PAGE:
Dragged Across Concrete Review
What’s It About?
Two beat cops are suspended after their uncompromising methods are caught on film, and as things get desperate, they turn to crime - with life-changing consequences.
Who’s In It?
Mel Gibson (Braveheart, Lethal Weapon 1-4, & more recently Daddy’s Home Two)
Vince Vaughn (Swingers, Wedding Crashers, & more recently Brawl In Cell Block 99)
Other notables include:
Tory Kittles (Sons Of Anarchy, True Detective, & more recently Colony)
Jennifer Carpenter (Dexter, Quarantine, & more recently Brawl In Cell Block 99)
Director: S Craig Zahler (Bone Tomahawke, Brawl In Cell Block 99)
After bursting onto the scene with his Western cannibal combo of Bone Tomahawke, director S Craig Zahler soon followed it up with the equally tense and somewhat gruesome prison drama Brawl In Cell Block 99.
Well, lead Vince Vaughn returns for the third outing, as the cop partner to a gristly Mel Gibson. Hardened cops, the pair get the job done, but they sure as hell don’t play by the rules and it is this aspect that gets that into trouble, when caught on social media. Inevitably they get suspended, and having never played the game, they are short on friends in high places.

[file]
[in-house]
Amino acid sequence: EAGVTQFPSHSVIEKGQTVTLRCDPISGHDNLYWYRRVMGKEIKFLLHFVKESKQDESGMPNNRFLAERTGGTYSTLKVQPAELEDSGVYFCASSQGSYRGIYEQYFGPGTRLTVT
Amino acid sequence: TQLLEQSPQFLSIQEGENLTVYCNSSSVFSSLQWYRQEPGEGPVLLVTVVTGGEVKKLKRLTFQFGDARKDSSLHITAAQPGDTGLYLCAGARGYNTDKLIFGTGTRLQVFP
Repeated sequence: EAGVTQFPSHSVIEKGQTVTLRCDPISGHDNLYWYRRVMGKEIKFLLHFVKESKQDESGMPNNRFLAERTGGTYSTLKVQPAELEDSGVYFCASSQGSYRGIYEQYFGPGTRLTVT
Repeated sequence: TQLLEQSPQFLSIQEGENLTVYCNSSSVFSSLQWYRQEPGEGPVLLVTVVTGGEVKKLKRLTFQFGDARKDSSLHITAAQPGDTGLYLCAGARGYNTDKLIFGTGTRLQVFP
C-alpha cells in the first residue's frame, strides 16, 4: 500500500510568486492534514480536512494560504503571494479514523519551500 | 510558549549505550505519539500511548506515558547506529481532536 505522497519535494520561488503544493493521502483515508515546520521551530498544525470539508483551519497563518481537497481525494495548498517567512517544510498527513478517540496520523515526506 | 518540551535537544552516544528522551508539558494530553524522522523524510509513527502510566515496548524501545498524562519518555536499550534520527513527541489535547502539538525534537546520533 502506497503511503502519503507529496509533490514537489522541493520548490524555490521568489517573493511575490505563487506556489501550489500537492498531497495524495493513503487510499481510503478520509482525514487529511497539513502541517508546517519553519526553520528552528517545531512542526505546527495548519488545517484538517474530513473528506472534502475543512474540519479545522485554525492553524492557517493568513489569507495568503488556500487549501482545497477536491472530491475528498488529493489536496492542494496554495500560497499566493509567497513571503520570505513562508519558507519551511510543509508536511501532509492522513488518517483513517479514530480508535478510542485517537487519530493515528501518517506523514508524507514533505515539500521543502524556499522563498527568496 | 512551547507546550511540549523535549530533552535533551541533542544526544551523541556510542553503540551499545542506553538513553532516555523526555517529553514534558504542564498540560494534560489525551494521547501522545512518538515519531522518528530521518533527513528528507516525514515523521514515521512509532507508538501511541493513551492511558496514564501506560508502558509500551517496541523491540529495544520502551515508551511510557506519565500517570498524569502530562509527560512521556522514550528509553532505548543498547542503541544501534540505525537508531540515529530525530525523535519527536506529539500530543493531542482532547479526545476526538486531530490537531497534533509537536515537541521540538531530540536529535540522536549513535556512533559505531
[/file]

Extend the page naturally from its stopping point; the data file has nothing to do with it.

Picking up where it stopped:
As the lack of money starts to bite, the pair become involved in a bank heist in order to secure funds, in Gibson’s instance for a wife suffering from MS and a daughter forced to walk back through an insalubrious part of town. But inevitably things never work out the way they are supposed to.
As with his previous films, Dragged Across Concrete is a tense, gripping, pot boiler of a movie, and as with his previous films, it is infused with moments of terrifying violence. But somehow, unlike his other films, Concrete does start to drag in a few places, not helped by its weighty running time of 132mins, and despite plenty of zippy dialogue, one is still left not really knowing the characters intimately.
In A Nutshell:
A tense slow-burn with some fine performances & explosive action pieces, but ironically it drags a little.
Mel Gibson’s brooding on screen
The snappy dialogue